Lorenzo's Oil creator Augusto Odone dies

Augusto Odone with his son Lorenzo Augusto Odone refused to accept medical opinion that his son Lorenzo would die in childhood

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Augusto Odone, who rejected medical opinion and created an oil to save the life of his son Lorenzo has died.

The former World Bank economist died in Italy aged 80, said his family.

Augusto Odone taught himself enough science to invent a treatment for his six-year-old son after he was diagnosed with a neurological disease and given two years to live. Lorenzo eventually died aged 30.

The battle to help him was depicted in a 1992 Hollywood film, Lorenzo's Oil.

Lorenzo Odone was diagnosed with adrenoleukodystrophy, or ALD, a neurological disease that progressively destroys the brains of young boys.

The disease leads to the build-up of dangerous "long-chain" fatty acids, and within a year children are paralysed, blind and unable to speak.

Doctors predicted that Lorenzo would die in childhood.

But Augusto Odone and his wife Michaela refused to accept the prognosis for their son, and put all their energies into trying to find a treatment.

Positive results

Despite having no formal scientific training, Augusto Odone studied medicine and biochemistry, and concocted a mixture of acids from olive and rapeseed oils.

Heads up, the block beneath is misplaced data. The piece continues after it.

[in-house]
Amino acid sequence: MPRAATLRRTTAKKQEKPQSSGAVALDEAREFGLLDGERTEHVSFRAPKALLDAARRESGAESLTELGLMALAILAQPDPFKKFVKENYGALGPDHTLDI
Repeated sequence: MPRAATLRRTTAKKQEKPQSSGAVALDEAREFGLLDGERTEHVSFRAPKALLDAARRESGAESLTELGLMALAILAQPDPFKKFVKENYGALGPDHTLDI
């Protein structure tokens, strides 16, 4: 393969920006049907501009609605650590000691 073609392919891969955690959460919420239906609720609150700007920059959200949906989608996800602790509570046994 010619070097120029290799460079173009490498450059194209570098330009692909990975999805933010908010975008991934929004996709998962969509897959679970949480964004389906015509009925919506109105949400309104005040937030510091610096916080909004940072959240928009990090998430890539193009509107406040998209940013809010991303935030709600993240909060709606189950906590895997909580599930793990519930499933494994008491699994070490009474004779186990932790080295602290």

The Odones eventually persuaded an elderly British chemist, Don Suddaby, to distil the formula, which became known as Lorenzo's Oil.

After testing it on a family member, Augusto Odone gave the oil to Lorenzo, with dramatic results: his long-chain fatty acids started to drop to normal levels.

Its success in delaying the onset of symptoms in Lorenzo was demonstrated by the fact he lived to the age of 30, far beyond what doctors had predicted.

Scientific studies have shown that the oil has most effect on children who have the ALD gene but have not yet displayed any of the symptoms.

The story of Augusto and Michaela Odone was depicted in Lorenzo's Oil, which starred Nick Nolte and Susan Sarandon as the parents.

After the death of his wife in 2000, Augusto Odone returned from the United States to his native Piedmont region of Italy, to be near his surviving children.

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